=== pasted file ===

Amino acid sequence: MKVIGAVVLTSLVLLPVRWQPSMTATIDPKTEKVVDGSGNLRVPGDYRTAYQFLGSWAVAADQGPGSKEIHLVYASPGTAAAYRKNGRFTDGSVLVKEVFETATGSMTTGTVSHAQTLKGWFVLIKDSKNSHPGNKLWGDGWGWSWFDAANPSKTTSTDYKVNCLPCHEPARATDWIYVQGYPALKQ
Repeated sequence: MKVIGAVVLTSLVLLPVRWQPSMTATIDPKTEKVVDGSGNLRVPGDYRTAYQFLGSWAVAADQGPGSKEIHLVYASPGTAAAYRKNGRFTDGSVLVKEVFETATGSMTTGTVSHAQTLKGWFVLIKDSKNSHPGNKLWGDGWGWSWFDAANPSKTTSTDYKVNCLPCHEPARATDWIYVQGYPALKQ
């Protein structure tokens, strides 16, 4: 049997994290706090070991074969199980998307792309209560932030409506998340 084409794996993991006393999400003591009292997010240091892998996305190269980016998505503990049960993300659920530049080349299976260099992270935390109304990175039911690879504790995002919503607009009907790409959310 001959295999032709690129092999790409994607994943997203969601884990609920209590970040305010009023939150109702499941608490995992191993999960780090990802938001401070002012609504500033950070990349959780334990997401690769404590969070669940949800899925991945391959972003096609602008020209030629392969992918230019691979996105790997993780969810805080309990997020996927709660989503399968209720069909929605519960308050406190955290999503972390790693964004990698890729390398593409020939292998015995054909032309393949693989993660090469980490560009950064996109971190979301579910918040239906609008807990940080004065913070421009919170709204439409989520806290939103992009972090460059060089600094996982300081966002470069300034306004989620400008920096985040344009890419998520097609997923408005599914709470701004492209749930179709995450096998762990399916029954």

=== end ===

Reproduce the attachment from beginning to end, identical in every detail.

Amino acid sequence: MKVIGAVVLTSLVLLPVRWQPSMTATIDPKTEKVVDGSGNLRVPGDYRTAYQFLGSWAVAADQGPGSKEIHLVYASPGTAAAYRKNGRFTDGSVLVKEVFETATGSMTTGTVSHAQTLKGWFVLIKDSKNSHPGNKLWGDGWGWSWFDAANPSKTTSTDYKVNCLPCHEPARATDWIYVQGYPALKQ
Repeated sequence: MKVIGAVVLTSLVLLPVRWQPSMTATIDPKTEKVVDGSGNLRVPGDYRTAYQFLGSWAVAADQGPGSKEIHLVYASPGTAAAYRKNGRFTDGSVLVKEVFETATGSMTTGTVSHAQTLKGWFVLIKDSKNSHPGNKLWGDGWGWSWFDAANPSKTTSTDYKVNCLPCHEPARATDWIYVQGYPALKQ
């Protein structure tokens, strides 16, 4: 049997994290706090070991074969199980998307792309209560932030409506998340 084409794996993991006393999400003591009292997010240091892998996305190269980016998505503990049960993300659920530049080349299976260099992270935390109304990175039911690879504790995002919503607009009907790409959310 001959295999032709690129092999790409994607994943997203969601884990609920209590970040305010009023939150109702499941608490995992191993999960780090990802938001401070002012609504500033950070990349959780334990997401690769404590969070669940949800899925991945391959972003096609602008020209030629392969992918230019691979996105790997993780969810805080309990997020996927709660989503399968209720069909929605519960308050406190955290999503972390790693964004990698890729390398593409020939292998015995054909032309393949693989993660090469980490560009950064996109971190979301579910918040239906609008807990940080004065913070421009919170709204439409989520806290939103992009972090460059060089600094996982300081966002470069300034306004989620400008920096985040344009890419998520097609997923408005599914709470701004492209749930179709995450096998762990399916029954």